Friday 5 June 2009

”But goodness alone is never enough. A hard cold wisdom is required, too, for goodness to accomplish good.”

"Goodness without wisdom invariably accomplishes evil."

So, the trial of the killers of the French students is finally over, and as expected, they have criminal records as long as the European election voting forms we all used yesterday, yet the do-gooders in the criminal justice system gave them chance after chance after chance, even though it was abundantly clear to anyone that they were irredeemable.

Incredibly, one of them should even have been behind bars at the time.
After receiving his sentence, Sonnex winked at his father in the public gallery and pretended to whistle as he swaggered from the dock.
And why not? He’d been treated so leniently by the justice system that he had nothing to fear from it:
It can be revealed today that Sonnex confessed to murderous feelings while still in a young offenders institution (YOI).

Jailed for eight years aged 17 for violent attacks and a string of robberies, he told a doctor at Portland YOI in Dorset that his violent reactions meant he 'could kill' in the future.

But his confession was left on his private medical records and never shared with the authorities, despite it being legal to do so.
While inside, Sonnex was rated as high risk and refused parole twice because of drug use, violence and vandalism, which included setting fire to his cell.

But bureaucratic failings meant Sonnex was classed as medium risk on release after serving only five years.
I love that phrase - ‘bureaucratic failings’. ‘Oh, it was the system!’.

Who runs the system? Who classed him as medium risk? A person. Not an impersonal system....
Repeated communication breakdowns, including a printer malfunction, meant his case never reached Mappa - a high-level tracking group including police and probation services which supervises the most dangerous offenders.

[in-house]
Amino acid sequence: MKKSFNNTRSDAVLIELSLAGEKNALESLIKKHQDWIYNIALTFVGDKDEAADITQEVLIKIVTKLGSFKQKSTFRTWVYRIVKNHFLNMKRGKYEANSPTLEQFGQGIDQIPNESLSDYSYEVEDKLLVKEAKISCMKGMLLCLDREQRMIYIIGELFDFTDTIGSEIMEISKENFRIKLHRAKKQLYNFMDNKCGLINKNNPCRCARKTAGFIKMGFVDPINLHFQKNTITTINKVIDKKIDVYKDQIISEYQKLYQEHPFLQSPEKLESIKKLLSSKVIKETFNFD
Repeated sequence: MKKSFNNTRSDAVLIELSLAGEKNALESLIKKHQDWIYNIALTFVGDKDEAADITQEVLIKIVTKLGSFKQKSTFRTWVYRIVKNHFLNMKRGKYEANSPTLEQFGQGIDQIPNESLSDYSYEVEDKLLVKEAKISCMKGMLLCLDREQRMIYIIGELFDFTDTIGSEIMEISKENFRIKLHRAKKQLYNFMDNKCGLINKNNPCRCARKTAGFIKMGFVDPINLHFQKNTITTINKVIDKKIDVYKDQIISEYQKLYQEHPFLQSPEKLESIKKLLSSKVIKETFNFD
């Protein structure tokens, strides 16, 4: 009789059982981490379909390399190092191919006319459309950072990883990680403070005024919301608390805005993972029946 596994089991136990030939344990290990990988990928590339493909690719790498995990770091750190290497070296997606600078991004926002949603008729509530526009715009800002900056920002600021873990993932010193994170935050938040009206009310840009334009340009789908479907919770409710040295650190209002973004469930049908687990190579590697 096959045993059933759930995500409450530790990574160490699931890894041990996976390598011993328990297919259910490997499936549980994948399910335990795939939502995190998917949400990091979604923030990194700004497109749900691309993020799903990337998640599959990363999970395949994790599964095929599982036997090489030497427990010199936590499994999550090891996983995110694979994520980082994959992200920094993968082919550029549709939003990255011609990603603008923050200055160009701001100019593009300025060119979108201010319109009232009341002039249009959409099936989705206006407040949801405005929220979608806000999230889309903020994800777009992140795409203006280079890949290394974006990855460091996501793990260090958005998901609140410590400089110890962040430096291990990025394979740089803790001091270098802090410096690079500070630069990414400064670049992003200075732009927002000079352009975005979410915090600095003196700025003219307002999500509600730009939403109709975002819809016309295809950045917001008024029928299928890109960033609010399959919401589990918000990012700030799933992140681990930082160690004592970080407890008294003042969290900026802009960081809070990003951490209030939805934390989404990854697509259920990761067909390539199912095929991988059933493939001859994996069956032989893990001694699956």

MAPPA, eh..?

Yeah, I’m not sure that would have helped much....
Now 23, Sonnex has spent most of his adult life in jail and admitted in court that whenever he has been let out he goes straight back to offending.

He laughed as he was being driven to a police station after his arrest for the horrific murders of the students.

Sonnex threatened to bite the face off the police constable who handcuffed him and later to bite the nose off a female constable.
Predictably, the ‘Guardian’ wasted no time allowing an apologist for the establishment, in the shape of Rod Morgan, a column to whine about how unfair it was:
It has already led to the fall of one of the finest managers in the Probation Service. David Scott, formerly Chief Officer for the London Probation Area, and Chairman of the Probation Chief Officers Association, resigned in February after being told by Jack Straw that he faced suspension and a "performance capability review" over the affair.
There’s a shocker, eh, Rod. What should he have got? A medal?
Had the system worked as it should, Sonnex would have been in custody on 29 June. And had he been, it seems likely that Ferez and Bonomo would be alive today.
And when eventually released, someone else would probably have died.

But what would fix this?

Would you believe, more resources?
There is a major question to be asked about overall Probation Service resources and caseloads, particularly in London. Sonnex's supervisor in the Lewisham probation team was simultaneously handling 127 cases, and yet she had qualified less than a year earlier. The Lewisham team was desperately shortstaffed, overloaded and ill-served by communication systems.
Look, let’s be honest here – they could be showered with resources and new staff, and it wouldn’t make the slightest bit of difference.

Our justice system simply has no answer to the likes of Danno Sonnex and his irredeemably evil family. Thanks to the EU, we've lost the right to put him down like the mad dog that he is, and the do-gooders will whine about his rights if we lock him in a hole somewhere (where he'll be a threat to other prisoners and his jailers) and throw away the key.


Anonymous said...